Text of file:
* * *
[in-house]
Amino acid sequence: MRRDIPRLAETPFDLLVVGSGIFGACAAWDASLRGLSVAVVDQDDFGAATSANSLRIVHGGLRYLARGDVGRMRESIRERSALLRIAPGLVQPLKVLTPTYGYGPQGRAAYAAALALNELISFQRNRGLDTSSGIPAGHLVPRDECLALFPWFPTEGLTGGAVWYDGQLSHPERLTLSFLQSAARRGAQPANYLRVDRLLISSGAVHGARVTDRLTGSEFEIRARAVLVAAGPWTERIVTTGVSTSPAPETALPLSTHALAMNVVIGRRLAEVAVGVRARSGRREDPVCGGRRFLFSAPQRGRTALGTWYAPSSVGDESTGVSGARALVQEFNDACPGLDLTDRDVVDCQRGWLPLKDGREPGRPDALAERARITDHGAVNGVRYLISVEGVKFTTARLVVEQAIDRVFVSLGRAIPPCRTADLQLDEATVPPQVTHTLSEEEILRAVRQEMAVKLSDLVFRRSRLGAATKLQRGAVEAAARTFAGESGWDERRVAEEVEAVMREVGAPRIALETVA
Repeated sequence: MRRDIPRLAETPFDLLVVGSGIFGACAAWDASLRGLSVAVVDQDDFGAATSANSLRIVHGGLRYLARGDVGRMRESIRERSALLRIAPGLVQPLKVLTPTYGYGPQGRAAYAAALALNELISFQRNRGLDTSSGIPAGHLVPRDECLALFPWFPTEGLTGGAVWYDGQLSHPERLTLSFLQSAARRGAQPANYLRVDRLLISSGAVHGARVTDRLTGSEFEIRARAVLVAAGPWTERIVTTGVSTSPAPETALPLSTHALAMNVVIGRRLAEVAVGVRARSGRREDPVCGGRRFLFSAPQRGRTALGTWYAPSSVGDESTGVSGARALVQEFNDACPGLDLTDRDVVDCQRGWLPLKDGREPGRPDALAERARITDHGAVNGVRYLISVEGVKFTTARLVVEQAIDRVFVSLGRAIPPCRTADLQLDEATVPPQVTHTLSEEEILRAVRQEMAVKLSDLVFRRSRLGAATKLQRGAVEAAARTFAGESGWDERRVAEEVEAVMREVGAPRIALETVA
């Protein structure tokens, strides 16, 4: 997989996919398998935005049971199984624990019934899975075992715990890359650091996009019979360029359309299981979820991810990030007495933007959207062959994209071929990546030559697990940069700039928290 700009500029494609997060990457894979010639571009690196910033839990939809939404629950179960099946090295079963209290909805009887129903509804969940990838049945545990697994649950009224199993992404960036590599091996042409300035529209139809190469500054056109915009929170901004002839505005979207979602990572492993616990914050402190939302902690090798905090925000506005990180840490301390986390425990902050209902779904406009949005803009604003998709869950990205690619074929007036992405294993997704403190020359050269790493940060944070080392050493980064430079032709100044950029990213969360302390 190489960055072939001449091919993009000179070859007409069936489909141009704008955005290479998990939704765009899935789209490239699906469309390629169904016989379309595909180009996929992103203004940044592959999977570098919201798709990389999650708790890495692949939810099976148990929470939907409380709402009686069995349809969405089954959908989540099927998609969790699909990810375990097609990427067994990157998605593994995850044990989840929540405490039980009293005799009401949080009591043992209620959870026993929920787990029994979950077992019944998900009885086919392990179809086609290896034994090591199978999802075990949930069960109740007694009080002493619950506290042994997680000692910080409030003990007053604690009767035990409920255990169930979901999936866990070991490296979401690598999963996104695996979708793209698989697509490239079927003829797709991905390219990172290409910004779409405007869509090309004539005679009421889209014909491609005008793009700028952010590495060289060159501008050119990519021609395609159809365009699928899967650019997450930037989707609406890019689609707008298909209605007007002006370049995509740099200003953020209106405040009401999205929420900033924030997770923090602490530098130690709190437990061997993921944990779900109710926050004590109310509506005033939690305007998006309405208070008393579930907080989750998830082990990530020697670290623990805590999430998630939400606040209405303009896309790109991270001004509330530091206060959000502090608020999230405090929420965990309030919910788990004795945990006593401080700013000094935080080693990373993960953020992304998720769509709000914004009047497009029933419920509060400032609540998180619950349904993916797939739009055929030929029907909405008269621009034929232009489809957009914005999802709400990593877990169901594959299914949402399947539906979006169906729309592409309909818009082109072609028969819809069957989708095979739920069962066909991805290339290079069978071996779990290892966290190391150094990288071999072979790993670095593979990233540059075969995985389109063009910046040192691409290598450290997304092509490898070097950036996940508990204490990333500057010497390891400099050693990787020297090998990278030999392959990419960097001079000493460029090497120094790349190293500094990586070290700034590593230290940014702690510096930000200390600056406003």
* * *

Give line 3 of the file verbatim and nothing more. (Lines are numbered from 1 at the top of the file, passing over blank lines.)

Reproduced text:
Repeated sequence: MRRDIPRLAETPFDLLVVGSGIFGACAAWDASLRGLSVAVVDQDDFGAATSANSLRIVHGGLRYLARGDVGRMRESIRERSALLRIAPGLVQPLKVLTPTYGYGPQGRAAYAAALALNELISFQRNRGLDTSSGIPAGHLVPRDECLALFPWFPTEGLTGGAVWYDGQLSHPERLTLSFLQSAARRGAQPANYLRVDRLLISSGAVHGARVTDRLTGSEFEIRARAVLVAAGPWTERIVTTGVSTSPAPETALPLSTHALAMNVVIGRRLAEVAVGVRARSGRREDPVCGGRRFLFSAPQRGRTALGTWYAPSSVGDESTGVSGARALVQEFNDACPGLDLTDRDVVDCQRGWLPLKDGREPGRPDALAERARITDHGAVNGVRYLISVEGVKFTTARLVVEQAIDRVFVSLGRAIPPCRTADLQLDEATVPPQVTHTLSEEEILRAVRQEMAVKLSDLVFRRSRLGAATKLQRGAVEAAARTFAGESGWDERRVAEEVEAVMREVGAPRIALETVA